24 July 2014

Defeating Thieves of Joy

Founders Note: Today on the blog we have are monthly contributor Jayda, she is sharing her heart on this month's theme joy. You can find out more about Jayda and her blog on are About page. 

When it comes to joy, the bible is pretty clear that it isn’t just a fluffy “good for some people” concept. It’s not just an emotion. It’s a way of life that God created for us, and wants us to embrace. Joy, specifically the joy that comes from knowing, loving, and trusting God, is supposed to be:

Our strength (Nehemiah 8:10)
One of many attributes that lead to a fuller, God honouring life (aka: a fruit of the spirit) (Galatians 5:22-23)
Our response in trouble (Habakkuk 3:18, 2 Corinthians 12:10)
Our response to God’s goodness and provision (Matthew 2:10)

When we put our faith completely in Christ, joy is a natural response to life. That said, there will always be things in life that attempt to rob us of the joy that we have in Christ. Sometimes those things are big and obvious; major hardships, loss, uncertainty, the list goes on. Most of the time though, thieves of joy are subtle. We often don’t realize that they are slowly sucking up our joy until we find ourselves exhausted, unsettled, and generally “bleh”, for lack of a better word. I think one of the most important precursors to preserving joy is found in 2 Corinthians 10:5; “Take every thought captive, making it obedient to Christ.” So often, the things that rob us of our joy are within our control; they take place in our very own minds and lives. Things like:

Comparison (and its best friend, jealousy). I don’t know about you, but this is a huge one for me. I’m getting better at not comparing, but I have to admit that there was a time when I would constantly find myself looking at other people and the good things they had, and evaluating my own life based on those standards. From the big life type things, to the ridiculous little things. Embarrassing truth: just yesterday, I had to stop myself from envying another girl’s lack of “thigh squish” at the gym (you know, when you sit down and your thighs become twice their usual size? She didn’t have that. At all.) Comparison is almost always rooted in coveting; ignoring the good in your own life, and wishing that God would give you the gifts he has given to someone else. The bible is pretty clear about that (Exodus 20:17). It’s not what God wants for us, and it steals our joy!

Worry. Oh, worry. Another giant thief of joy. We cannot be joyful when we are not trusting. And we cannot trust when we are worrying (Matthew 6:25-34) It’s a hard one to control; sometimes worrying seems like the only way to control a situation. Praying is good. Using the brain that God gave you to come up with solutions is a good follow-up. But worrying? Literally nothing good ever comes from that.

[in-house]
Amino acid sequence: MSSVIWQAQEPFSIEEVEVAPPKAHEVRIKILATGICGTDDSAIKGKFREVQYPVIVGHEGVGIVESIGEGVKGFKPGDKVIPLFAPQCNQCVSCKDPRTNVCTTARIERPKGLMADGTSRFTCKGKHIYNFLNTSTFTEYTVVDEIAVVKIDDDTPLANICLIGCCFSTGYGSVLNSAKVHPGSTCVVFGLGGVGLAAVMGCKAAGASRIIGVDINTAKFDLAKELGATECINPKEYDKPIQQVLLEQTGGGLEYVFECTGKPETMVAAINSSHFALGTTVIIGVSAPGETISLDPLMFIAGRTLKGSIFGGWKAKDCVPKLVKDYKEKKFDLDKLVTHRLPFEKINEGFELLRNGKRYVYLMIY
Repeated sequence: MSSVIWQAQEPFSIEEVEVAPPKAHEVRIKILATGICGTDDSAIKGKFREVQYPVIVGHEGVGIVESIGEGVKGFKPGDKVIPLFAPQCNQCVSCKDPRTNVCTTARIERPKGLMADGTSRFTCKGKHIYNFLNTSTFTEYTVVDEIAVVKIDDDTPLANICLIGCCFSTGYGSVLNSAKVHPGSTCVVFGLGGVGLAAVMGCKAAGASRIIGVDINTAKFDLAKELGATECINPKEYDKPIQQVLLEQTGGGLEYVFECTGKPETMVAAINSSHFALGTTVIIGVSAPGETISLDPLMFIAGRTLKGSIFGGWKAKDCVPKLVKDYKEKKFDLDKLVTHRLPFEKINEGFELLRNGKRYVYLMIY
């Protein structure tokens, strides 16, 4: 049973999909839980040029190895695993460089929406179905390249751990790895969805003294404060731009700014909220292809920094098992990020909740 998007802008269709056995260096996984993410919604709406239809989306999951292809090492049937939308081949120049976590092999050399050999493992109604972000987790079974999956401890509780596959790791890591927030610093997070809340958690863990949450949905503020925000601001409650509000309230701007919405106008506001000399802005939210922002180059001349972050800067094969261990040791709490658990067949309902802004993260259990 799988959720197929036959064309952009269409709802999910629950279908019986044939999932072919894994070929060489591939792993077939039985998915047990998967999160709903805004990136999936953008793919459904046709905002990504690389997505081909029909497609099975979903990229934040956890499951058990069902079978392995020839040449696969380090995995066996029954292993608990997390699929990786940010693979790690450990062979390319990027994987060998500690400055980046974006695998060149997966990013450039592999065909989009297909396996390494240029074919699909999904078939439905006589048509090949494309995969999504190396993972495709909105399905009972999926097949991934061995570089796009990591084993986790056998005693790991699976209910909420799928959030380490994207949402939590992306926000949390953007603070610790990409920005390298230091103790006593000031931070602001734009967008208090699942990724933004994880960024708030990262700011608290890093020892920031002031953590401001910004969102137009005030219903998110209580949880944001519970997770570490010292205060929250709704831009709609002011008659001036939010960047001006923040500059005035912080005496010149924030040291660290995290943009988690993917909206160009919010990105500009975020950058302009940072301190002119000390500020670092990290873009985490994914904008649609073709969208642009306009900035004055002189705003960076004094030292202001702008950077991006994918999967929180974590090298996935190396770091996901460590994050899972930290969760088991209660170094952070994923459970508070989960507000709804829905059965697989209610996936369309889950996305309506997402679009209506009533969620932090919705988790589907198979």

Pride. My life’s motto is Micah 6:8; “And what does the Lord require of you?...that you would act justly, love mercy, and walk humbly with your God.” I didn’t have the best understanding of humility, until I heard Timothy Keller say this: “Humility isn’t thinking less of yourself, it’s thinking of yourself less.” When I see myself as better than someone else, it’s pride. But, when I get all bummed about who I am and go around thinking that everyone else is somehow superior to me, that’s pride too. Either way, my focus is on me. Humility is having confidence in who God made you, because he is good; to live humbly is to put yourself aside, and focus on God’s will. It’s loving others unconditionally and without comparison.

Busyness. It’s definitely not bad or wrong to have a lot going on in your life. But filling your life with activities and commitments that don’t really matter to you is just exhausting. Lack of rest is a thief of joy for sure. I’m a huge “yes” person, and God has had to work on my heart about saying “yes” to things out of obligation; especially things that our supposed to serve Him. Serving him with a heart that would rather be resting at home than playing music at church does no one any good. It’s okay to say “no”; it’s better to serve less often and joyfully than to serve constantly with a “meh” attitude!

Another note about defeating busyness; for me, this has also translated to the way I relax. I used to spend my “relaxing” time watching tv while flipping through Pinterest, painting my nails, making cookies, talking on the phone, putting out forest fires, and solving the world hunger crisis all at the same time…basically, I was doing a bazillion things, and not actually getting any relaxation from any of them. God pointed out my lack of peace in these situations; I was busy even when I was resting. Times of rest and solitude with God are important when it comes to maintaining joy. Jesus knew that. (Luke 5:16)

Of course, there are many other thieves of joy that I didn’t include here. It’s so important to evaluate our thoughts and lives, and replace the thoughts and activities that steal our joy with those that replenish and support it. Joy is a better way to live!

What kinds of things try to steal your joy? 

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